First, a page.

MOST PEOPLE would agree that it's bad ethics for government officials to invest in companies that they regulate. But what about a US special envoy to a Middle East trouble spot who happens to be a director of an arms company selling weapons to one of the parties in the conflict?Wow. That's pretty cool. Great work, Mizgin.
That's the case of retired Air Force General Joseph Ralston, who was appointed by the Bush administration in August to help US ally Turkey counter the Kurdistan Workers Party, or PKK , the Kurdish rebels who are seeking autonomy from Turkey and have bases in northern Iraq. Ralston, a former NATO supreme allied commander, has been negotiating with Turkish generals and Iraqi leaders since his appointment to develop measures to eliminate the bases.
The problem is that General Ralston is on the board of Lockheed Martin, the world's largest arms maker, which just last month finalized a $2.9 billion sale for advanced F-16 fighters that may well be used in the Kurdish region (the State Department acknowledges that F-16 s were involved in human rights abuses in Turkey in the 1990s). This gives the ex-general the appearance of holding a financial interest in his shuttle diplomacy.
The administration hopes the Ralston appointment will boost US-Turkish ties, which soured on the eve of the Iraq war after Turkey refused to allow American troops to deploy from Turkish soil. But the issue of PKK guerrillas, who have been battling the US-equipped Turkish army for 22 years, is complicated, and efforts to impose a military solution without causing more regional instability may backfire.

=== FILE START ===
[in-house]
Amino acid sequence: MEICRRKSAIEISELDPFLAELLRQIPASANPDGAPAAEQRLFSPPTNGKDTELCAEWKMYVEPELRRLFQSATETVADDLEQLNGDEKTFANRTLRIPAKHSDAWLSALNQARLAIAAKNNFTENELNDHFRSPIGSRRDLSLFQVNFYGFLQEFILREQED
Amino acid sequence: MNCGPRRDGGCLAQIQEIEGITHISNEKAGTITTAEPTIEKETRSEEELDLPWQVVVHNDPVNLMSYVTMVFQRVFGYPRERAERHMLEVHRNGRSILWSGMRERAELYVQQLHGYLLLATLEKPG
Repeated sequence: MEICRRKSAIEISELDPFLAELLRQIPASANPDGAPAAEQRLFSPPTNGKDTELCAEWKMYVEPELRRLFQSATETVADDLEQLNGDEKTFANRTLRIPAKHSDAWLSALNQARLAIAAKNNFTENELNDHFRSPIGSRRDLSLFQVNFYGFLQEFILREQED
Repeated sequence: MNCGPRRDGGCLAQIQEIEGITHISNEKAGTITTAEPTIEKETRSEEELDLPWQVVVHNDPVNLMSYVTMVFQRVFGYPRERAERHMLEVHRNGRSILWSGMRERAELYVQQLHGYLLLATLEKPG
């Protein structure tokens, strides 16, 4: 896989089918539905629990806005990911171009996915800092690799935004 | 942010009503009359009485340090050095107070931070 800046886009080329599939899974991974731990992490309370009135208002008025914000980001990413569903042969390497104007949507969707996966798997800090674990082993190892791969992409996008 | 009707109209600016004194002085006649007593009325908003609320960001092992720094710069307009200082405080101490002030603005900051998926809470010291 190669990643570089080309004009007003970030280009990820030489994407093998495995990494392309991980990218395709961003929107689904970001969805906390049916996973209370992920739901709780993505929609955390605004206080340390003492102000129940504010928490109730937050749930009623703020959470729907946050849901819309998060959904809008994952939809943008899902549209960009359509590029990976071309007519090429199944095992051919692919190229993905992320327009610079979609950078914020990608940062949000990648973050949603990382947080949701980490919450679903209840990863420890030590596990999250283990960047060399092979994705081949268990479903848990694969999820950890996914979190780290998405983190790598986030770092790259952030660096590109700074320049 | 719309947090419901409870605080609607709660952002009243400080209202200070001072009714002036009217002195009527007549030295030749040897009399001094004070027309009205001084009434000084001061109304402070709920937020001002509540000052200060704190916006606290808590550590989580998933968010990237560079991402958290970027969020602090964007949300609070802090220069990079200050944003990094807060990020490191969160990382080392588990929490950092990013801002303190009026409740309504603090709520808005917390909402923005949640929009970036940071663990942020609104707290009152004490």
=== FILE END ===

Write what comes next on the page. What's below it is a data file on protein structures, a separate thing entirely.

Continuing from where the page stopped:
The Kurdish uprising in the 1990s in Turkey accounted for approximately 37,000 deaths, most of them ethnic Kurds. Whatever happens next will be closely watched by the restive population of 25 million stateless Kurds who spill across the borders of Iraq, Turkey, Iran, and Syria.
Iraqi Kurdish leaders fear local Kurds would join Turkish Kurds to fight the Turkish army -- the largest NATO power (after the United States) -- and the result would be a Kurdish bloodbath. Privately, Iraqi Kurdish leaders complain that the issue of PKK bases is only a pretext. They claim that Ankara's real target is Kirkuk, the multiethnic, oil-rich city that Iraqi Kurds vow to incorporate into their semi-autonomous zone by 2007.
Iraq's president, Jalal Talabani, who is a Kurd, recently played a key role in behind-the-scenes negotiations to disarm the guerrillas. The result was a cease-fire announcement on Oct. 1 by the rebels, who also declared they might hand over weapons to US forces in Iraq in exchange for Turkish concessions that include human rights reforms and amnesty for rebels. In a speech in Istanbul last month Ralston opposed amnesty and dismissed the cease-fire, declaring he would never "negotiate with terrorists."
General Ralston is on the board of the American Turkish Council, the powerful Capitol Hill lobby, and he is vice chairman of the Cohen Group, a corporation founded by former Secretary of Defense William Cohen, with close ties to the Turkish military. Unfortunately, Ralston carries too much baggage to be special envoy, and he should step down before he alienates the Kurds of Iraq, the best -- and perhaps only -- friend the US government has in the country.
With the looming threat of civil or even wider war in the region, the United States needs a skilled, disinterested negotiator to resolve the PKK issue, while finding a peaceful solution to legitimate Kurdish grievances.
Our new man in Ankara will be seen as an arms merchant in diplomat's clothing. He should be replaced.
Thursday, November 02, 2006
Boston Globe: Ralston should be replaced.
* Boston Globe editorial by Kevin McKiernan on Ralston:
Posted by lukery at 11/02/2006 12:23:00 PM